The act has an advantage or disadvantage. The PPACA promises to reshape the U.S. healthcare system by improving quality, lowering costs and increasing access to affordable healthcare. One way the PPACA seeks to increase access to care is by offering federal matching funds to states allowing them to cover more low-income patients on Medicaid. Individuals with pre-existing conditions who had previously been denied coverage will now have access to new coverage options. Beginning January, 2014, insurance companies will be prohibited from denying coverage to those with pre-existing conditions. The law also makes it illegal for insurance companies to rescind coverage after a patient becomes sick and it eliminates the lifetime limits on insurance
The Patient Protection and Affordable Care Act (PPACA) signed into law by president Obama on March 23, 2010 is arguably the most extensive reform of health care law ever to be enacted in the U.S. It will impact the way professionals practice health care, the way insurance companies handle health care as a product, and the way consumers purchase and use health care as a service. The Affordable Health Care Act is primarily aimed at reducing the number of uninsured Americans and reducing the overall costs of health care from an administrative and consumer standpoint. The PPACA requires insurance companies to cover all applicants and offer the same rates to all applicants of the same age
The basic standards that was signed in law by President Obama that The Patient Protection and Affordable Care Act (PPACA) will cover all Americans to quality and affordable access care and necessary transformation within the health care system to cover costs. The Congressional Budget Office (CBO) has established that the Patient Protection and Affordable Care Act is completely paid for and provides coverage for the American population. The primary transformation required by health insurances are shared responsibilities that the universal insurance market uses to eliminate discrimination practices in pre-existing condition, and having all Americans gaining coverage and affordable health care. Additionally, PPACA established health outcome improvement
The act according to Obama at the signing was “the core principle that everybody should have some basic security when it comes to their health care” (Rogers, 2014). Many Americans have gained from the PPACA but there are also those who have lost to the reform. While the intent of the act was made for the better of Americans health, Republicans deem Obamacare to be a progressing disaster and seek to demolish the law. The conception that Obamacare is beneficial to Americans has created a debate between the political parties. Different groups and individuals have taken the law and have broken down their interpretation of its true intentions. After 75 years of an unsuccessful health system some find it hard to believe that the PPACA will be effective in the long run. The many reasons range from the PPACA being categorized as socialism, communism, capitalism and/or corporatism. Through writers Catherin Evans, Gus Voss and conservative writer David Horowitz we are given insight and facts to the many questions that have derived with the passing of PPACA. The PPACA has been portrayed as a government program to help all Americans have health benefits and affordable health; but this government aid also questions how beneficial is the program and is it another approach of control.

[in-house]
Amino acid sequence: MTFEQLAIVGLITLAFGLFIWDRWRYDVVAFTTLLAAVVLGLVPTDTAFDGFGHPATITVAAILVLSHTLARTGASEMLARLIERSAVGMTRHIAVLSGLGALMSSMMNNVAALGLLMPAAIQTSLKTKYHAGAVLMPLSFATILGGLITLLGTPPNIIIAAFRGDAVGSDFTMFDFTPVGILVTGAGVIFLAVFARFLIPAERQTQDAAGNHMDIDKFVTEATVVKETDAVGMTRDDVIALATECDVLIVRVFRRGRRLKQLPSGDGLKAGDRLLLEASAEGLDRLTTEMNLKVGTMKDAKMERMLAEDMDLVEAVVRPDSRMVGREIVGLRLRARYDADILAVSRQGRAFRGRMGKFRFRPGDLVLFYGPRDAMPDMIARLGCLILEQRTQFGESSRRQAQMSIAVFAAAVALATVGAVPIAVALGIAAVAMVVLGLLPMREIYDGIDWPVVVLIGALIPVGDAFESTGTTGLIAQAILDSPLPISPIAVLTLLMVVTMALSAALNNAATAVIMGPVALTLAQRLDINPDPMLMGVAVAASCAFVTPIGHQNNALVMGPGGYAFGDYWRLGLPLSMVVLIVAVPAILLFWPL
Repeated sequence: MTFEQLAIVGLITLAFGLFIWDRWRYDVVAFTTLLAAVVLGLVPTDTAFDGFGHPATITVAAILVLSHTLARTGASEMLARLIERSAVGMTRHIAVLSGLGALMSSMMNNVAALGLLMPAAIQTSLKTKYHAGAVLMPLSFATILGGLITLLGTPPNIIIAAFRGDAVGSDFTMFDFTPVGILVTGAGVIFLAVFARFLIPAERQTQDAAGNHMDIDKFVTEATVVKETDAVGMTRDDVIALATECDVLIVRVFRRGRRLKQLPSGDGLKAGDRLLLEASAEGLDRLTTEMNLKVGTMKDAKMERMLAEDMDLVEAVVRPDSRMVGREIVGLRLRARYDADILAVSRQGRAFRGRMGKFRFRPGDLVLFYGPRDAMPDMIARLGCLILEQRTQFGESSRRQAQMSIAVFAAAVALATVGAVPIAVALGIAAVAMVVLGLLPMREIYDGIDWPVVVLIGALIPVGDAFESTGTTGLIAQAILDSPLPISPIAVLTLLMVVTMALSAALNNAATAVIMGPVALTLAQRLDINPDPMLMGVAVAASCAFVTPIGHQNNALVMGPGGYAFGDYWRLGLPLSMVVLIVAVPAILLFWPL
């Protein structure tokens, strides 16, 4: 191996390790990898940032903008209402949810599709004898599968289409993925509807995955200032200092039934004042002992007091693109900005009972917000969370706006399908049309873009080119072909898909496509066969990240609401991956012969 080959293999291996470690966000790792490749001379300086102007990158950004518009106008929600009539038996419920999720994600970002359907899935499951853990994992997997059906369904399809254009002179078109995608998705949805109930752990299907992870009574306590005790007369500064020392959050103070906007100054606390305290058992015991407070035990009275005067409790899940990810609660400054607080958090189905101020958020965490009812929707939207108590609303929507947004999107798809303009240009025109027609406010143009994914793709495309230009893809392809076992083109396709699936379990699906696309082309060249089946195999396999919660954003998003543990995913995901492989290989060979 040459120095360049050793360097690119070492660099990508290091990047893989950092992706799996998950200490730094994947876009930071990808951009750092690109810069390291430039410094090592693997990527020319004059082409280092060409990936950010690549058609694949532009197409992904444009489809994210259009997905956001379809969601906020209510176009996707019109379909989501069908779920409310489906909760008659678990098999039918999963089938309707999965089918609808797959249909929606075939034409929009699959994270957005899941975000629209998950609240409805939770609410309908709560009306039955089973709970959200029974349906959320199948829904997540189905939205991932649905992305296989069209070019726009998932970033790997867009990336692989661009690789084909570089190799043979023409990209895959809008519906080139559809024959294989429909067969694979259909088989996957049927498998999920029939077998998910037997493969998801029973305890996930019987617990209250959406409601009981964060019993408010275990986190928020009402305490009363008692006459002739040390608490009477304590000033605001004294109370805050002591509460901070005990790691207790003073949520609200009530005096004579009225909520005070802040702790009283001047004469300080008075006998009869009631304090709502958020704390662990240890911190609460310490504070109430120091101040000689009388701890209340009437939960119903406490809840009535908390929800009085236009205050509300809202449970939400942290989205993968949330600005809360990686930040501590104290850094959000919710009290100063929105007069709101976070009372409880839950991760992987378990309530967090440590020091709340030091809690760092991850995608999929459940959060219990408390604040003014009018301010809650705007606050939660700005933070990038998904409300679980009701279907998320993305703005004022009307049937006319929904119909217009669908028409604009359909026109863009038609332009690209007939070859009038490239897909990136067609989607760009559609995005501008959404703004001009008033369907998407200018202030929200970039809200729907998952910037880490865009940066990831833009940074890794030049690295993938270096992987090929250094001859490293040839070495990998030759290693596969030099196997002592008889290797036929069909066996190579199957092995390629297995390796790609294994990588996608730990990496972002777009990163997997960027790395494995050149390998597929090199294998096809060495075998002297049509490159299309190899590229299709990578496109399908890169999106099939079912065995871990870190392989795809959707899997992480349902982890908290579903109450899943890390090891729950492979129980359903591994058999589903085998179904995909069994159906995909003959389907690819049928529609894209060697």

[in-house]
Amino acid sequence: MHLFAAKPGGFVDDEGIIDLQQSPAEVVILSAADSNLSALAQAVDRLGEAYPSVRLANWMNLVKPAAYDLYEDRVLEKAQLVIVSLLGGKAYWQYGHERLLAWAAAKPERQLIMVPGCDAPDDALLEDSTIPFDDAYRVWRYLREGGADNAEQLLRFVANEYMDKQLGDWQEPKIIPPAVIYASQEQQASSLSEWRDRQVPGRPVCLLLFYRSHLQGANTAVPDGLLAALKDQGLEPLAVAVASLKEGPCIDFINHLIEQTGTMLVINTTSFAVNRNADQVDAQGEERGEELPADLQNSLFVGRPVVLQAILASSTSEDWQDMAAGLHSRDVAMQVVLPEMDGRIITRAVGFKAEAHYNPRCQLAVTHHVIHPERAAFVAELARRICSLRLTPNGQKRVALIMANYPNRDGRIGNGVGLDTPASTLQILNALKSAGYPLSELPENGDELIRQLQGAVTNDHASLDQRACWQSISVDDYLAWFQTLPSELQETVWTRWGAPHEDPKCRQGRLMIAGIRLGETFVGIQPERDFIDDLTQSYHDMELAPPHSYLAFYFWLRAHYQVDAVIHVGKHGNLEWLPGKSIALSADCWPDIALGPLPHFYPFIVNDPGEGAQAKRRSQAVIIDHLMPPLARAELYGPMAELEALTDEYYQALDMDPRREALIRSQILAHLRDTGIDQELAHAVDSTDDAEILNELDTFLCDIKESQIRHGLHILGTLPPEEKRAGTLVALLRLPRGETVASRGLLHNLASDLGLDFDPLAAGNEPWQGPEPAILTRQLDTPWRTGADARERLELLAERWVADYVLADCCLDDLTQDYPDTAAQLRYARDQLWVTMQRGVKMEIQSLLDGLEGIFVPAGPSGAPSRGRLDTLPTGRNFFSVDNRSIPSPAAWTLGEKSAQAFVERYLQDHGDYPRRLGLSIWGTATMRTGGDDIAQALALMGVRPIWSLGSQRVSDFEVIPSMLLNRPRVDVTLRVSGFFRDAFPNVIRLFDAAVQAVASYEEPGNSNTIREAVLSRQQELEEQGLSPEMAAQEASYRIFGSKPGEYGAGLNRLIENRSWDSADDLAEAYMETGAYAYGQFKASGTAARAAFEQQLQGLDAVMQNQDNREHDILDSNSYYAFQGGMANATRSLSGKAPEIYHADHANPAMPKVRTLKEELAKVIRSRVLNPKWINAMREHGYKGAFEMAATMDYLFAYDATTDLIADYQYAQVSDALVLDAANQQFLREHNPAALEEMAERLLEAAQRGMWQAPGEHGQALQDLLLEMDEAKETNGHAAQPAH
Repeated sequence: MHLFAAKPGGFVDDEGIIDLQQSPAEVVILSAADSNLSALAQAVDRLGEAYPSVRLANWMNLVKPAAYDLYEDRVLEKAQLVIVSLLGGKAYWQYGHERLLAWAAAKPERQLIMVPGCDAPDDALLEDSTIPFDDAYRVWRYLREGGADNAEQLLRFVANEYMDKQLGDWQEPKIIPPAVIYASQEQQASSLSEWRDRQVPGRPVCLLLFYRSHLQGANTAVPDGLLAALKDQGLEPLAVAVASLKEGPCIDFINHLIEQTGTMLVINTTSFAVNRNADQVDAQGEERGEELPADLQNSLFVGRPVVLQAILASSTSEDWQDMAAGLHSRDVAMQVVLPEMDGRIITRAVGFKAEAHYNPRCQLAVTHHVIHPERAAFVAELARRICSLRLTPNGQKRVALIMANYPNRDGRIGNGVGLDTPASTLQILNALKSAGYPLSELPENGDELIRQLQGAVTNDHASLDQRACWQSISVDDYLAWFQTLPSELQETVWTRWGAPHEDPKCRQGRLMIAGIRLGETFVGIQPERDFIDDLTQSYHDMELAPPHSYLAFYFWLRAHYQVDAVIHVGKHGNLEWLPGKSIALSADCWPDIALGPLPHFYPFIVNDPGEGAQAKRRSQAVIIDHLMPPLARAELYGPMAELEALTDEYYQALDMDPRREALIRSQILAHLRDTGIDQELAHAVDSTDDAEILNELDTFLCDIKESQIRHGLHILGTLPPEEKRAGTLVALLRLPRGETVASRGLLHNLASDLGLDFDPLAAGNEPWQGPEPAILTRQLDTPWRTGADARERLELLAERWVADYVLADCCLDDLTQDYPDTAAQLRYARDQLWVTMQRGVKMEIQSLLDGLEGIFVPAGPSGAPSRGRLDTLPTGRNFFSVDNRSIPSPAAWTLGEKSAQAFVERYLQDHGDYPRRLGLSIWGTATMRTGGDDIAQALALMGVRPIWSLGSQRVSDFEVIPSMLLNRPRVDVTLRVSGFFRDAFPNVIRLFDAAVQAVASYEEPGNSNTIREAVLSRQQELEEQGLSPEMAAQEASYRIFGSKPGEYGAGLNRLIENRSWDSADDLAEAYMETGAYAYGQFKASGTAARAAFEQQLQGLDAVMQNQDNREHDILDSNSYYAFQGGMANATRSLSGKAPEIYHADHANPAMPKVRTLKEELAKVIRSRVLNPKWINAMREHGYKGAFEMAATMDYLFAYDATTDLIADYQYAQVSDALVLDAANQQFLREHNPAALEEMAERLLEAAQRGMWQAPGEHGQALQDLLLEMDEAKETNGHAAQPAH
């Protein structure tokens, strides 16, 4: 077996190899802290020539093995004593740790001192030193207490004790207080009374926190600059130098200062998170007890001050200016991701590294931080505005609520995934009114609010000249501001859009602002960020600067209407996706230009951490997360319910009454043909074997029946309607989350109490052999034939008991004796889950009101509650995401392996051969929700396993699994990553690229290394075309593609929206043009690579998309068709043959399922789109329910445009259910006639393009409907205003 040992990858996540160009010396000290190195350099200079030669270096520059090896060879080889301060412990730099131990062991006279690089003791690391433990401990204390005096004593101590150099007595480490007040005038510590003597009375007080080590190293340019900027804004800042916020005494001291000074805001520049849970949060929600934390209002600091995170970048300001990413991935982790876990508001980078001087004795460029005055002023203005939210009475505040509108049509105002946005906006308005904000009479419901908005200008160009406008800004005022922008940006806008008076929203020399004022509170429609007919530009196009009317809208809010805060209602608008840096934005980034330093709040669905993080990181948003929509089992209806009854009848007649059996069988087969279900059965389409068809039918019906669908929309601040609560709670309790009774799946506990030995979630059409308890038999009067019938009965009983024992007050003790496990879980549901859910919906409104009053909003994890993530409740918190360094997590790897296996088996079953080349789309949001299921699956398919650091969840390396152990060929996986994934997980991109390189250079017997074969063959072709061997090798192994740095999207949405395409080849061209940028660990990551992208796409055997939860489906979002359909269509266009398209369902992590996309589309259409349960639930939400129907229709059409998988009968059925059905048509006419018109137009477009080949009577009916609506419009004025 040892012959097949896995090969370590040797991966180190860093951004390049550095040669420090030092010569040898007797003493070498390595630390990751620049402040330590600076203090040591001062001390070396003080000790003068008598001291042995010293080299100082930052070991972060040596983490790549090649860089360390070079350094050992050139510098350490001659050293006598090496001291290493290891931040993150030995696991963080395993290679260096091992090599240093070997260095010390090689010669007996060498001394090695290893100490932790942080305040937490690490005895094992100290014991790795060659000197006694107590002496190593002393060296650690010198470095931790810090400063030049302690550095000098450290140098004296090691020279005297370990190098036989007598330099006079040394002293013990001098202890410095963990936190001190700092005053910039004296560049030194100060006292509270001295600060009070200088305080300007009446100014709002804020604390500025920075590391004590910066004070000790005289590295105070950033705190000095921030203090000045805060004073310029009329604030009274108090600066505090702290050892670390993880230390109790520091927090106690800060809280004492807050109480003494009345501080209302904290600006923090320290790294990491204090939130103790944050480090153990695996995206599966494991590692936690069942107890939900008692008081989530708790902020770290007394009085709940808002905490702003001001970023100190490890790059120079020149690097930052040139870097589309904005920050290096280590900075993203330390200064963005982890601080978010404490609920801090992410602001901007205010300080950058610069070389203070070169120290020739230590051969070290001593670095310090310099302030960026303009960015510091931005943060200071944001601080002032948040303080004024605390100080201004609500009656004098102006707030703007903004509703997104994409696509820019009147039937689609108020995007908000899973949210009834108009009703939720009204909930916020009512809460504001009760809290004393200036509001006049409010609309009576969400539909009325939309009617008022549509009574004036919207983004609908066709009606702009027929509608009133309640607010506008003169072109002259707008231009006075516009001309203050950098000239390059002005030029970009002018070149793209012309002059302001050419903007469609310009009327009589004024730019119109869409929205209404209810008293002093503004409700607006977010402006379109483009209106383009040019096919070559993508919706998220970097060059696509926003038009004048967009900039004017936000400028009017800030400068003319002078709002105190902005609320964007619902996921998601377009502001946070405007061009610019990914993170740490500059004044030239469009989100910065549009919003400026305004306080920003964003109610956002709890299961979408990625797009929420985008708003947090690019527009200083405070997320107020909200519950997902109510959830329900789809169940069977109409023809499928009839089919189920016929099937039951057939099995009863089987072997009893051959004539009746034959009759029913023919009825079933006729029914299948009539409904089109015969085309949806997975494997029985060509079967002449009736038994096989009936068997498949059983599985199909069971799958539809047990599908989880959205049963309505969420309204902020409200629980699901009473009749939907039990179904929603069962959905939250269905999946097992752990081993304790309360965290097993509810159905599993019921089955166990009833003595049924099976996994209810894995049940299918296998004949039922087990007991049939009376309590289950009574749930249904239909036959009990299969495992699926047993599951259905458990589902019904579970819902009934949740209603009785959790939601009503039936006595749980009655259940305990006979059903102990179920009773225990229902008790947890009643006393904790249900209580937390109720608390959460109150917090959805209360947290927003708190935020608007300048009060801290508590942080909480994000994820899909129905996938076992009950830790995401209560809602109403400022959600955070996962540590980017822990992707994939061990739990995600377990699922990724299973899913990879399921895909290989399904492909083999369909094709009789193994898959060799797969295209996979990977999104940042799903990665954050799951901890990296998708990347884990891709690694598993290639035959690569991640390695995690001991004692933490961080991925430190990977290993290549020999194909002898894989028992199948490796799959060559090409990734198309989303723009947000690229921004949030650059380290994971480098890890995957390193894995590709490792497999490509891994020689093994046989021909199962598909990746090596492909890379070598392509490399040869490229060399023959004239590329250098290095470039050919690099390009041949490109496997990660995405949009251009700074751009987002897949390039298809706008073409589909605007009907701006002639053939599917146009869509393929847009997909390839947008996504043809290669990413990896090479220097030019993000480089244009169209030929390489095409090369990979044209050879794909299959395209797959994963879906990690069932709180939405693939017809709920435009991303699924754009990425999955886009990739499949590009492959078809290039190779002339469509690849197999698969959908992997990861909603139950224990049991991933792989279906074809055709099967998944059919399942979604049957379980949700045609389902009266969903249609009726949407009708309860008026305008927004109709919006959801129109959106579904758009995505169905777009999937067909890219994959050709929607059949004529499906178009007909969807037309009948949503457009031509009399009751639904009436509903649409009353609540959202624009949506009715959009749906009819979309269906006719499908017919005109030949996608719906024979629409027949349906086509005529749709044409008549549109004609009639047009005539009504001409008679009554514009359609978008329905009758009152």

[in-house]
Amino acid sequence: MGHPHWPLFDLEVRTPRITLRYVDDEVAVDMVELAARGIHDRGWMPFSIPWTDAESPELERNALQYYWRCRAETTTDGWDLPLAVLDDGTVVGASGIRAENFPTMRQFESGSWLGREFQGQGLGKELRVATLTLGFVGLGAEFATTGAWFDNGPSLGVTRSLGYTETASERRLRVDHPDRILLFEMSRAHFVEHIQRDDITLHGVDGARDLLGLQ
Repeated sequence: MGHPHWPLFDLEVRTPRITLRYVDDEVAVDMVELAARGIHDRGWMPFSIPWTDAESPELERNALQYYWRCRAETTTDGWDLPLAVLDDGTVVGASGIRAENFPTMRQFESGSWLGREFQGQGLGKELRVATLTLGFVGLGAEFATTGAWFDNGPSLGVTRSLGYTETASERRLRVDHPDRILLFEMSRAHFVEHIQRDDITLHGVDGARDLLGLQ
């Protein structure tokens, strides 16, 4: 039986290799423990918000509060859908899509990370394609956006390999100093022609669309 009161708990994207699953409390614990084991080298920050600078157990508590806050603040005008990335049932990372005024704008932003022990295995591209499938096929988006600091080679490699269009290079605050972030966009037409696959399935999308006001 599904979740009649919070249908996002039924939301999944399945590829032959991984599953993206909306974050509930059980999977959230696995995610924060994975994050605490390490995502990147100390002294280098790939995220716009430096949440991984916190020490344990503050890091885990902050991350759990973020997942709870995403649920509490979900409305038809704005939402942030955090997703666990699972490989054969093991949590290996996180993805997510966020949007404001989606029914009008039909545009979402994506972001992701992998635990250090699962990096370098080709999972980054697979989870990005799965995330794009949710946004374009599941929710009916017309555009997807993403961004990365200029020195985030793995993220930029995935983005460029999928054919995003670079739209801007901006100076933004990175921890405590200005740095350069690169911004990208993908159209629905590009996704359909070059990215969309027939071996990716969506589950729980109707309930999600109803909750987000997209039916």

My understanding of the Patient Protection and Affordable Care Act of 2010 (PPACA) is average to above average and specifically how it affects me and other individuals. According to Kaiser (2013) the main component of PPACA is most individuals and legal residents are required to have health insurance. To accomplish the goal of reducing the 40 million uninsured is for Medicaid expands to 133% of the federal poverty level (Lammers, n.d.). Next, adult individuals whom are 26 years of age or younger can be covered under their parents’ insurance plan and children and adults can’t be denied coverage due to pre-existing conditions.
The Patient Protection and Affordable Care Act (PPACA) also known as Affordable Care Act has passed to ensure that all Americans have access to quality affordable health care, with PPACA millions of uninsured Americans will have access to coverage, it include measure that will lower health care cost and improve system efficiency and to eliminate the common practice of patients getting deny coverage due to preexisting conditions. With the state the US Health Care System is in now, the Patient Protection and Affordable Care Act Is long overdue, Cost-Sharing subsidies of $350 Billion over a 10 year period is a great investment to help bring the many necessary changes and improvement that are needed in the current healthcare system. Cost Sharing
The Patient Protection and Affordable Care Act (PPACA), also known as the Affordable Care Act (ACA) or also known as Obamacare is a federal signed statute that was signed into law by President Barack Obama on March 23, 2010 (Secretary, 2015). According to Persad (2015), “the ACA may be the most important health law statute in American history” (Persad, 2015, pg.119). With the passing of the ACA, the coverage that American citizens now receive is very beneficial since its coverage extends further and covers individuals that are under the age of 26, ends pre-existing conditions, and also ends random withdrawals of insurance coverage (Secretary, 2015). The ACA also lets individuals maximize the costs and care that they receive,
The Patient Protection and Affordable Care Act is also known as PPACA was signed by President Obama in March 2010. PPACA provides affordable coverage to many uninsured people and it also provides a “greater access to coverage for those with preexisting conditions” (Marquis & Huston, 2015, p.205). It is mandatory for the employers nowadays to offer their employees with some type of insurance, if they are uninsured. Having health insurance is very essential, and the PPACA has helped many Americans with affordable health benefits.